Your surgeon will make a small incision in your cornea. Then they’ll insert the ICL lens between your iris and natural lens to enhance your natural lens’s focus.

After surgery:

After the procedure, your surgeon will stitch up the incision to hold the lens in place. This procedure takes about 20 to 30 minutes.

Most people experience clearer vision immediately after surgery. You must follow your surgeon’s post-op care instructions to avoid complications.


The cost of ICL may vary based on your location, facility, and surgeon’s experience. ICL is also considered elective and, therefore, not covered by your insurance.

On average, the ICL procedure may cost about $4,000 to $5,000 or more per eye.

How Long Does it Take to Recover From Lens Replacement Surgery?

The recovery process may vary from patient to patient. However, the end result is the same—better vision.

If both eyes require surgery, the procedures are typically done on separate days, usually two weeks apart. This also affects the recovery timeline.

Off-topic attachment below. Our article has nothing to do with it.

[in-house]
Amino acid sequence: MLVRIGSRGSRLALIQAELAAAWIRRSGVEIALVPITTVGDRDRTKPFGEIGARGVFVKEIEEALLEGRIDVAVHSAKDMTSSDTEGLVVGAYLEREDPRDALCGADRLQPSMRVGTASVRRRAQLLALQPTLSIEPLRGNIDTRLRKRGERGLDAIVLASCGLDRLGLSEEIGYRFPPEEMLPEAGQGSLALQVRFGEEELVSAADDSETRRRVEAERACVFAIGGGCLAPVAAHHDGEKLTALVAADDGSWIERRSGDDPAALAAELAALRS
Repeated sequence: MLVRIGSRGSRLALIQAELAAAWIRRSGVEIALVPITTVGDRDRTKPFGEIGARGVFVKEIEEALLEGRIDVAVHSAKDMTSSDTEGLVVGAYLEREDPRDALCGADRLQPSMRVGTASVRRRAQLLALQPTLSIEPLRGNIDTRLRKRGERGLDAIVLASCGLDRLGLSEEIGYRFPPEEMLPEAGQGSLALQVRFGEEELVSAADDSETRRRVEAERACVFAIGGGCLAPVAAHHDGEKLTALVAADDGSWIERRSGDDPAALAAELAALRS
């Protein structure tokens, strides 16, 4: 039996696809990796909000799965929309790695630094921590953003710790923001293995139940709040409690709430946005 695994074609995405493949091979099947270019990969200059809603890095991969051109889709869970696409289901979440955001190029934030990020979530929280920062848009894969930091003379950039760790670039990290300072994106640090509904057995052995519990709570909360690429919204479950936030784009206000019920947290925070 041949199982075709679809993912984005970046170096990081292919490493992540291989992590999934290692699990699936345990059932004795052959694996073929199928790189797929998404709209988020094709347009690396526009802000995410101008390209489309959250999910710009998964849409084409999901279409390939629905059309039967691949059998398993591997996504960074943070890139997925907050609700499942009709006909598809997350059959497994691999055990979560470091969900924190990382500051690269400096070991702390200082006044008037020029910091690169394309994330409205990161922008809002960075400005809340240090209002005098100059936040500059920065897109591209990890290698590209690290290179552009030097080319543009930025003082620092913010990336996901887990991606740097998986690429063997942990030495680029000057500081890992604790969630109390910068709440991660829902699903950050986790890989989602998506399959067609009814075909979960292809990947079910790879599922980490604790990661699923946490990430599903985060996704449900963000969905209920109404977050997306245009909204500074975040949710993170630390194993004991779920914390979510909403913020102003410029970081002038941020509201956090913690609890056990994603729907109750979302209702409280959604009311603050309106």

Notably, most patients will achieve clear vision immediately after ICL surgery. But this doesn’t indicate full recovery. 

Your vision will stabilize in about a week or two. At this point, you can resume normal activities like reading, watching TV, and driving, but in moderation.

Expect a full recovery in about eight weeks. Successful recovery will depend on your ability to care for your eye after surgery. 

Here are some post-op-care instructions to expect:

  • Avoid rubbing your eyes for about 3 to 5 days
  • Wear protective gear such as eyeshields or UV blocking sunglasses
  • Avoid makeup, creams, and lotions for some time
  • Avoid water contact (e.g., in swimming pools, rivers, oceans, or hot tubs)
  • Stay away from strenuous activities such as heavy lifting and contact sports

Possible Side Effects 

  • Temporary blurring
  • Increases sensitivity to light
  • Halos and glares around lights
  • Mild discomfort

What are the Risks?